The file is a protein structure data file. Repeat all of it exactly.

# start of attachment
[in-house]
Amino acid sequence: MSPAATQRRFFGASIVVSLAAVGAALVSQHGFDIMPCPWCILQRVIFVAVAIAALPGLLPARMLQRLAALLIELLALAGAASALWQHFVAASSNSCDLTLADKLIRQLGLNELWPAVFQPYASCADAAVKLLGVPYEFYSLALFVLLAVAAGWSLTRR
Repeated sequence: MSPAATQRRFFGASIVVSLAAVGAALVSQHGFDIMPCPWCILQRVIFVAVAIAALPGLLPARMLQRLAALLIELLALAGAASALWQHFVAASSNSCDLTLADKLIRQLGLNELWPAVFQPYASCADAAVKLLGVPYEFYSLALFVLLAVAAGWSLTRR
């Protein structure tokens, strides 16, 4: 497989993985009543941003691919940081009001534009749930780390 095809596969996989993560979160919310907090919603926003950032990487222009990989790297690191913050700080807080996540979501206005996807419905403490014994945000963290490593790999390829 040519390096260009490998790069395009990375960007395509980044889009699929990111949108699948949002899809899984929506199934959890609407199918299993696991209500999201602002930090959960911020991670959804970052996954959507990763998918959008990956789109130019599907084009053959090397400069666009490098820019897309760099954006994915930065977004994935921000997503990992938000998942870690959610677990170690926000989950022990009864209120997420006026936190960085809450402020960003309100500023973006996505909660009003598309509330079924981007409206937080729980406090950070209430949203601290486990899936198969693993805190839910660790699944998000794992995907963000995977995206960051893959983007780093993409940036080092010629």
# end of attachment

[in-house]
Amino acid sequence: MSPAATQRRFFGASIVVSLAAVGAALVSQHGFDIMPCPWCILQRVIFVAVAIAALPGLLPARMLQRLAALLIELLALAGAASALWQHFVAASSNSCDLTLADKLIRQLGLNELWPAVFQPYASCADAAVKLLGVPYEFYSLALFVLLAVAAGWSLTRR
Repeated sequence: MSPAATQRRFFGASIVVSLAAVGAALVSQHGFDIMPCPWCILQRVIFVAVAIAALPGLLPARMLQRLAALLIELLALAGAASALWQHFVAASSNSCDLTLADKLIRQLGLNELWPAVFQPYASCADAAVKLLGVPYEFYSLALFVLLAVAAGWSLTRR
């Protein structure tokens, strides 16, 4: 497989993985009543941003691919940081009001534009749930780390 095809596969996989993560979160919310907090919603926003950032990487222009990989790297690191913050700080807080996540979501206005996807419905403490014994945000963290490593790999390829 040519390096260009490998790069395009990375960007395509980044889009699929990111949108699948949002899809899984929506199934959890609407199918299993696991209500999201602002930090959960911020991670959804970052996954959507990763998918959008990956789109130019599907084009053959090397400069666009490098820019897309760099954006994915930065977004994935921000997503990992938000998942870690959610677990170690926000989950022990009864209120997420006026936190960085809450402020960003309100500023973006996505909660009003598309509330079924981007409206937080729980406090950070209430949203601290486990899936198969693993805190839910660790699944998000794992995907963000995977995206960051893959983007780093993409940036080092010629």